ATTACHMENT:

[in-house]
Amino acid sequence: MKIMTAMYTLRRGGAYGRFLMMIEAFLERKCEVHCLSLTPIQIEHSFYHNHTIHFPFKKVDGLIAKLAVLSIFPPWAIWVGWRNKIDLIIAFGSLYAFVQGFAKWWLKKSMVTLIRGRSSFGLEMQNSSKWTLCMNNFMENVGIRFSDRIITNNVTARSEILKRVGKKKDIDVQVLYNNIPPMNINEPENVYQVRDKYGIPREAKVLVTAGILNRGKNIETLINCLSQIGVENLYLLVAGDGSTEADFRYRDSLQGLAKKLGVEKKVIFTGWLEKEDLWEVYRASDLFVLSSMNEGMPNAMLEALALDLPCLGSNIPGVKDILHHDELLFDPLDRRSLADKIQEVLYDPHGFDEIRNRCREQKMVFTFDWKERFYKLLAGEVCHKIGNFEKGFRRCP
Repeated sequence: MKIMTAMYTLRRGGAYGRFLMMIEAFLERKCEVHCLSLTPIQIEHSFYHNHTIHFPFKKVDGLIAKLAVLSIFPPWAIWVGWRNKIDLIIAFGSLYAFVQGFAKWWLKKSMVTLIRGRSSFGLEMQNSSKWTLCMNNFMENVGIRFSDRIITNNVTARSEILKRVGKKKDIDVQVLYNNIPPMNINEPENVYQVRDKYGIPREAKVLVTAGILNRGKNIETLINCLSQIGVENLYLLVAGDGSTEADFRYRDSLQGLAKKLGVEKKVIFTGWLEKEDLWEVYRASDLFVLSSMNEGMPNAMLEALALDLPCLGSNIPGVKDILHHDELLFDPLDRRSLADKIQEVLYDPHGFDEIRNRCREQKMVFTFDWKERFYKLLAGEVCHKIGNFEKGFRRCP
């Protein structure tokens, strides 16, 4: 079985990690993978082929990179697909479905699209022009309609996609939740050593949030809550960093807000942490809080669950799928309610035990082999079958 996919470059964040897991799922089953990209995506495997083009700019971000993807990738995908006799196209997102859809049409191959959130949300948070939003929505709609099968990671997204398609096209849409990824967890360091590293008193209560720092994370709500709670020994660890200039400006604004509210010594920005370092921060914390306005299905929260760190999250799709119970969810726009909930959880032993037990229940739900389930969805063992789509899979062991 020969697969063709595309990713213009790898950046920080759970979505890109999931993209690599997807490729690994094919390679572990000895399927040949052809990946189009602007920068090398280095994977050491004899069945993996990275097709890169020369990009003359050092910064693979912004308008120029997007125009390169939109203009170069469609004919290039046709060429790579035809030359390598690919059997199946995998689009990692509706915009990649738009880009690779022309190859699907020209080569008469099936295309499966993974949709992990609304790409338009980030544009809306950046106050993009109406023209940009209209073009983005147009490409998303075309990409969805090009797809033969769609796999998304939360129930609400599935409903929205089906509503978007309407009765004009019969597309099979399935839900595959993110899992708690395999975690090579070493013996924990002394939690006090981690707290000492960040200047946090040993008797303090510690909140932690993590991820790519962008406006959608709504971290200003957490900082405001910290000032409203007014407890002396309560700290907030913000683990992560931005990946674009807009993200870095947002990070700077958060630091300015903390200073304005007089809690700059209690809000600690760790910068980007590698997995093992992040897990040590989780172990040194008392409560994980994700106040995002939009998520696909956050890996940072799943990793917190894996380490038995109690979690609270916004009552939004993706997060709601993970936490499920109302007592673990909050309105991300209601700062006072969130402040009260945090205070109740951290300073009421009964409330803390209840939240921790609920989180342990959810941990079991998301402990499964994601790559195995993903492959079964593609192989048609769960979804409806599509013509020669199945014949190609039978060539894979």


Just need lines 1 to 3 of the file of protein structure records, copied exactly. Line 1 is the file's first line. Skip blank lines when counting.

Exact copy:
[in-house]
Amino acid sequence: MKIMTAMYTLRRGGAYGRFLMMIEAFLERKCEVHCLSLTPIQIEHSFYHNHTIHFPFKKVDGLIAKLAVLSIFPPWAIWVGWRNKIDLIIAFGSLYAFVQGFAKWWLKKSMVTLIRGRSSFGLEMQNSSKWTLCMNNFMENVGIRFSDRIITNNVTARSEILKRVGKKKDIDVQVLYNNIPPMNINEPENVYQVRDKYGIPREAKVLVTAGILNRGKNIETLINCLSQIGVENLYLLVAGDGSTEADFRYRDSLQGLAKKLGVEKKVIFTGWLEKEDLWEVYRASDLFVLSSMNEGMPNAMLEALALDLPCLGSNIPGVKDILHHDELLFDPLDRRSLADKIQEVLYDPHGFDEIRNRCREQKMVFTFDWKERFYKLLAGEVCHKIGNFEKGFRRCP
Repeated sequence: MKIMTAMYTLRRGGAYGRFLMMIEAFLERKCEVHCLSLTPIQIEHSFYHNHTIHFPFKKVDGLIAKLAVLSIFPPWAIWVGWRNKIDLIIAFGSLYAFVQGFAKWWLKKSMVTLIRGRSSFGLEMQNSSKWTLCMNNFMENVGIRFSDRIITNNVTARSEILKRVGKKKDIDVQVLYNNIPPMNINEPENVYQVRDKYGIPREAKVLVTAGILNRGKNIETLINCLSQIGVENLYLLVAGDGSTEADFRYRDSLQGLAKKLGVEKKVIFTGWLEKEDLWEVYRASDLFVLSSMNEGMPNAMLEALALDLPCLGSNIPGVKDILHHDELLFDPLDRRSLADKIQEVLYDPHGFDEIRNRCREQKMVFTFDWKERFYKLLAGEVCHKIGNFEKGFRRCP